AD  Vol.6 No.4 , October 2018
Hemiunu Used Numerically Tagged Surface Ratios to Mark Ceilings inside the Great Pyramid Hinting at Designed Spaces Still Hidden Within
Abstract: In 1883, W. M. Flinders Petrie noticed that the vertical thickness and height of certain stone courses of the Great Pyramid2 of Khufu/Cheops at Giza, Egypt markedly increase compared to those immediately lower periodically and conspicuously interrupting a general trend of progressive course thinning towards the summit. Having calculated the surface area of each course, Petrie further noted that the courses immediately below such discrete stone thickness peaks tended to mark integer multiples of 1/25th of the surface area at ground level. Here I show that the probable architect of the Great Pyramid, Khufu’s vizier Hemiunu, conceptualized its vertical construction design using surface areas based on the same numerical principles used to design his own mastaba in Giza’s western cemetery and conspicuously used this numerical theme to mark the location of known spaces inside the Great Pyramid. The theme is not only consistent with some spaces proposed still awaiting proof but also suggests there are some still undiscovered.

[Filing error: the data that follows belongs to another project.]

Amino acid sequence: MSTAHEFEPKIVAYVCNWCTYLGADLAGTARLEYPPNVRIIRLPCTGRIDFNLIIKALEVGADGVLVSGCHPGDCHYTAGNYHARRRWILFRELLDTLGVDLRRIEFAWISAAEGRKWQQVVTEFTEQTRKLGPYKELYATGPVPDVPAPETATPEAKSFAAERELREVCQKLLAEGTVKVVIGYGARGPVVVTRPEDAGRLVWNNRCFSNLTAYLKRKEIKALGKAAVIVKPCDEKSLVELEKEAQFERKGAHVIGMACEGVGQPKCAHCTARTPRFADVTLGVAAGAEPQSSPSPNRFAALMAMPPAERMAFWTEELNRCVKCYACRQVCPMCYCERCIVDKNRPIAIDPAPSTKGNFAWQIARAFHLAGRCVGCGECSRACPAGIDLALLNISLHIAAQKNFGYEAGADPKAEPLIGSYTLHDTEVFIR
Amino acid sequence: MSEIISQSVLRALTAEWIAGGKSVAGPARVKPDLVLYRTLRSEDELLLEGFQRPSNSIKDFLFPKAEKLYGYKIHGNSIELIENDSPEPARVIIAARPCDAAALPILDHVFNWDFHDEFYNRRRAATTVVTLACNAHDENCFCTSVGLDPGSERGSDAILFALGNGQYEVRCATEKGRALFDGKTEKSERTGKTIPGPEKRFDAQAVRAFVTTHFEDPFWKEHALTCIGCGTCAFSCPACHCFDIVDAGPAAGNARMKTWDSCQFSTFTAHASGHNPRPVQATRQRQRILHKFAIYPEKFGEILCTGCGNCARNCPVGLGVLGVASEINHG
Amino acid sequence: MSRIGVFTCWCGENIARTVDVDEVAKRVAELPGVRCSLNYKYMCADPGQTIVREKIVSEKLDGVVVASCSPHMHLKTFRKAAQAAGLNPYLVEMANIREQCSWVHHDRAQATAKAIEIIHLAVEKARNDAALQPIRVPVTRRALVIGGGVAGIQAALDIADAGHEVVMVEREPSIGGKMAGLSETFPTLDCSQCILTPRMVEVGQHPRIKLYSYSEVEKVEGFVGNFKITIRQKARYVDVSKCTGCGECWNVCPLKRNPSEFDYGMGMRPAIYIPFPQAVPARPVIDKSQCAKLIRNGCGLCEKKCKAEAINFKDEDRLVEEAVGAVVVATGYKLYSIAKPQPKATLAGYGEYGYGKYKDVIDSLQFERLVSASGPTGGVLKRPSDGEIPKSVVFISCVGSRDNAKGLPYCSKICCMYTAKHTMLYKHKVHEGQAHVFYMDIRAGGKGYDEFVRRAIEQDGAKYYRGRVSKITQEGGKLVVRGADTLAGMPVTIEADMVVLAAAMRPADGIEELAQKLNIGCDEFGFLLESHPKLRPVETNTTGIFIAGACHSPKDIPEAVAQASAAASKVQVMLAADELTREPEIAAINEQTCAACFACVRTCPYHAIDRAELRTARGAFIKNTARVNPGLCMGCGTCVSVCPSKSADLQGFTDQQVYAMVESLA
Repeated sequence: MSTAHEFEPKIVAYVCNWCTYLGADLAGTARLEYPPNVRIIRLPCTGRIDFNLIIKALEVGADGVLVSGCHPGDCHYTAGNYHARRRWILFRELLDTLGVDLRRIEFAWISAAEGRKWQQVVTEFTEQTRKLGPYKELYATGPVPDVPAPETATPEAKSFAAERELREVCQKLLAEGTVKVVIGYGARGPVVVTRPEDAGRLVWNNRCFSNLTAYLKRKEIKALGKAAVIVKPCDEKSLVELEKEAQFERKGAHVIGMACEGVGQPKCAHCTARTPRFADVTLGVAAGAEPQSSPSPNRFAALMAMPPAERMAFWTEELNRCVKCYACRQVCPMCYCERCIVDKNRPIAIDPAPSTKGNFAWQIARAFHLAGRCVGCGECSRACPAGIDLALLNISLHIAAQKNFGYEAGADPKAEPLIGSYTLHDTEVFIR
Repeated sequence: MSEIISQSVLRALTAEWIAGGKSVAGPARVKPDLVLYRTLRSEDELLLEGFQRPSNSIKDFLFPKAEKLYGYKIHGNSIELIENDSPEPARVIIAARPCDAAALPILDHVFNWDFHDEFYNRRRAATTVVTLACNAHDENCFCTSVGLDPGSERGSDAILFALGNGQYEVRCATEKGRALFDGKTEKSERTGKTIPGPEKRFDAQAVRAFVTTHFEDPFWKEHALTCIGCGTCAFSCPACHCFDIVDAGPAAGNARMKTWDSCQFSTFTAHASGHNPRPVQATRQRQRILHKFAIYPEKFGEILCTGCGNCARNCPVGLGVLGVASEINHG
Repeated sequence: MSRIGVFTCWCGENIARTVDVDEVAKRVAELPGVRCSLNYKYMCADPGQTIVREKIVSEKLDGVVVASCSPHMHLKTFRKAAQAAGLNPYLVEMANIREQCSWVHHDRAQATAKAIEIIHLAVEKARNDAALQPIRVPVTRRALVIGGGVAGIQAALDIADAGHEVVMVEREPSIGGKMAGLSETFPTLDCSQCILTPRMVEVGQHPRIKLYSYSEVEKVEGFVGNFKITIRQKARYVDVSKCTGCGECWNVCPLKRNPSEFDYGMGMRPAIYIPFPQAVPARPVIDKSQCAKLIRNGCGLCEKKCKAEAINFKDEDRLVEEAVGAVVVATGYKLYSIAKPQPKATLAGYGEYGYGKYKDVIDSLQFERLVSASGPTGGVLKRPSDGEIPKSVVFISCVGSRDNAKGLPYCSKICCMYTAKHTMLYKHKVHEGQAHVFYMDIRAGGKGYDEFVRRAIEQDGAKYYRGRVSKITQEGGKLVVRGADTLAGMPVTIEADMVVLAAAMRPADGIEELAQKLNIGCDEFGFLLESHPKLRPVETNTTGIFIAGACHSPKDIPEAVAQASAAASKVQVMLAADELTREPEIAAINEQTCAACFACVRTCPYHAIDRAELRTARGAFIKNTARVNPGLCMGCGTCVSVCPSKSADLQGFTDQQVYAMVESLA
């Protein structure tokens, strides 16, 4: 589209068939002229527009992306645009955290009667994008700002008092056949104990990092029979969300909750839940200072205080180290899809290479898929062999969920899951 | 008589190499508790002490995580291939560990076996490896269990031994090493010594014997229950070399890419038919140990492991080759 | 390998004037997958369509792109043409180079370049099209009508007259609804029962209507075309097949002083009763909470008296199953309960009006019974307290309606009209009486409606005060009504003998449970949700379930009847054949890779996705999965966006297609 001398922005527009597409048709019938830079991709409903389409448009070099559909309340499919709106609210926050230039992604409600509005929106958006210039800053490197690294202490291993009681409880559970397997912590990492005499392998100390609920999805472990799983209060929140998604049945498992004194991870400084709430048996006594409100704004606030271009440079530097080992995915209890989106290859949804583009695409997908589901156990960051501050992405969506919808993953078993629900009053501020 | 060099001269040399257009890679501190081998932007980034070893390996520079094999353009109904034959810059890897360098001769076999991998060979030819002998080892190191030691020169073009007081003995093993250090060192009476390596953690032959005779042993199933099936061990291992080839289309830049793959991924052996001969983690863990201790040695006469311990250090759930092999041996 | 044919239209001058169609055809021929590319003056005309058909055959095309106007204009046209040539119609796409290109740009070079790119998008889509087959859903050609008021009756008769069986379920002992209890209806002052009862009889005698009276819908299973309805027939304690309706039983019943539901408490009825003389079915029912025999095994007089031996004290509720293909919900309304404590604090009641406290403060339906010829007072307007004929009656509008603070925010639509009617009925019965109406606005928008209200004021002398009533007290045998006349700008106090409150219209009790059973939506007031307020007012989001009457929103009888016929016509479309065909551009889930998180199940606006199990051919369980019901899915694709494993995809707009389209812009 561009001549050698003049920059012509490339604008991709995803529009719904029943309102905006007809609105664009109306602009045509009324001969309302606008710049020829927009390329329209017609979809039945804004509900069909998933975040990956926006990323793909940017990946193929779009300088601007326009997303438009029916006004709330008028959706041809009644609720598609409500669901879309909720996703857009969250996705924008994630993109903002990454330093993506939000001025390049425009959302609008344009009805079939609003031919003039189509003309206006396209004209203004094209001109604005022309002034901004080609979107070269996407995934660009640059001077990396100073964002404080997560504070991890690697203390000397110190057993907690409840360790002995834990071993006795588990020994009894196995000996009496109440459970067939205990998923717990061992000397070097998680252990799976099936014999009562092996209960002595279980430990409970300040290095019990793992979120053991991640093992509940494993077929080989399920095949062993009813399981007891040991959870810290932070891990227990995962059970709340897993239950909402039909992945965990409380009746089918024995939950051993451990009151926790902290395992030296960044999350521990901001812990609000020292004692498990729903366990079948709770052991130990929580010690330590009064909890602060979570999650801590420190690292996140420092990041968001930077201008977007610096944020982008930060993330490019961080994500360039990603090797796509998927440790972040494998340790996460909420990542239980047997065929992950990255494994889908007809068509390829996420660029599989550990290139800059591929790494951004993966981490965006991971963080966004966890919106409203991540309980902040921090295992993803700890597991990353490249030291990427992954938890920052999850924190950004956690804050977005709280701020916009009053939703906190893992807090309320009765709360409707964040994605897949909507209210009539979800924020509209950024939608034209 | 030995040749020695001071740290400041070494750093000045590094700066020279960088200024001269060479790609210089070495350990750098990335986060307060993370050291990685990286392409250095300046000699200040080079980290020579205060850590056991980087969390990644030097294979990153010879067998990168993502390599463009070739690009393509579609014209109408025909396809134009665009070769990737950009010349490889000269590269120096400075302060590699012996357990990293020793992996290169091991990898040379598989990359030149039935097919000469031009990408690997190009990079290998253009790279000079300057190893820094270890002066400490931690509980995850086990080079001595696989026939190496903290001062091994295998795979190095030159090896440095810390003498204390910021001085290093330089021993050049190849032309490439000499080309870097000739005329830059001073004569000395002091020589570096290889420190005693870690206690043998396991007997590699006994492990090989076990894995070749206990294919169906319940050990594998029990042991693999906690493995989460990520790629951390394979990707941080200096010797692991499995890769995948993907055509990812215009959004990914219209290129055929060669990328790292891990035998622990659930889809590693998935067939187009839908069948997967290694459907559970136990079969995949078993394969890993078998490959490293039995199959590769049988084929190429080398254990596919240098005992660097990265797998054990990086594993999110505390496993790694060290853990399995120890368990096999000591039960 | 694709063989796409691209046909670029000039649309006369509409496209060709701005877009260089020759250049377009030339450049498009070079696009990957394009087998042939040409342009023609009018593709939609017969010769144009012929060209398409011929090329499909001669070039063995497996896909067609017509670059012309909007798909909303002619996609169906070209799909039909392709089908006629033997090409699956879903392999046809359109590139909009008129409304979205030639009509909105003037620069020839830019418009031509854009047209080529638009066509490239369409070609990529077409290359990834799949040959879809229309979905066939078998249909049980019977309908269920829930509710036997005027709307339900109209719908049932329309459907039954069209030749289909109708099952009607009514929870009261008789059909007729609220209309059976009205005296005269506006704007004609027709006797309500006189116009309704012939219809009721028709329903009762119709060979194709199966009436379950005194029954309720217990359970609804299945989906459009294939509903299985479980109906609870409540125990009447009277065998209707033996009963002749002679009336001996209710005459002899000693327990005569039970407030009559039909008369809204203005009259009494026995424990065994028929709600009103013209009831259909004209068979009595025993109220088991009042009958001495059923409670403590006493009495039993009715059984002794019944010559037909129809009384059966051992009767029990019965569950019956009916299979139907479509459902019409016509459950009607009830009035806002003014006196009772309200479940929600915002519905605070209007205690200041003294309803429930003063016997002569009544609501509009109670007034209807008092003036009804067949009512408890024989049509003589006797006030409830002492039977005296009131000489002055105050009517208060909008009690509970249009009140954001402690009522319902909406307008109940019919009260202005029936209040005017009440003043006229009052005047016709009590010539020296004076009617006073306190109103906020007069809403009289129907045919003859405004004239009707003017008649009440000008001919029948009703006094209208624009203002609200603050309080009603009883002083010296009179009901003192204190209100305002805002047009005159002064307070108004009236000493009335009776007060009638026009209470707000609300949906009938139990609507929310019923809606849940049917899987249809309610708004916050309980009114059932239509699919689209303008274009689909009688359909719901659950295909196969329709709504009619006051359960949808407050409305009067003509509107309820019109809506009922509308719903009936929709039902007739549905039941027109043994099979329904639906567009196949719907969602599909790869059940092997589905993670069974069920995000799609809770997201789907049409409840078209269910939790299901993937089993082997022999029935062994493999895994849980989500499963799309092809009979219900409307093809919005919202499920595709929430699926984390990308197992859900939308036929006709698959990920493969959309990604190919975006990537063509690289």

Cite this paper: Seyfzadeh, M. (2018) Hemiunu Used Numerically Tagged Surface Ratios to Mark Ceilings inside the Great Pyramid Hinting at Designed Spaces Still Hidden Within. Archaeological Discovery, 6, 319-337. doi: 10.4236/ad.2018.64016.

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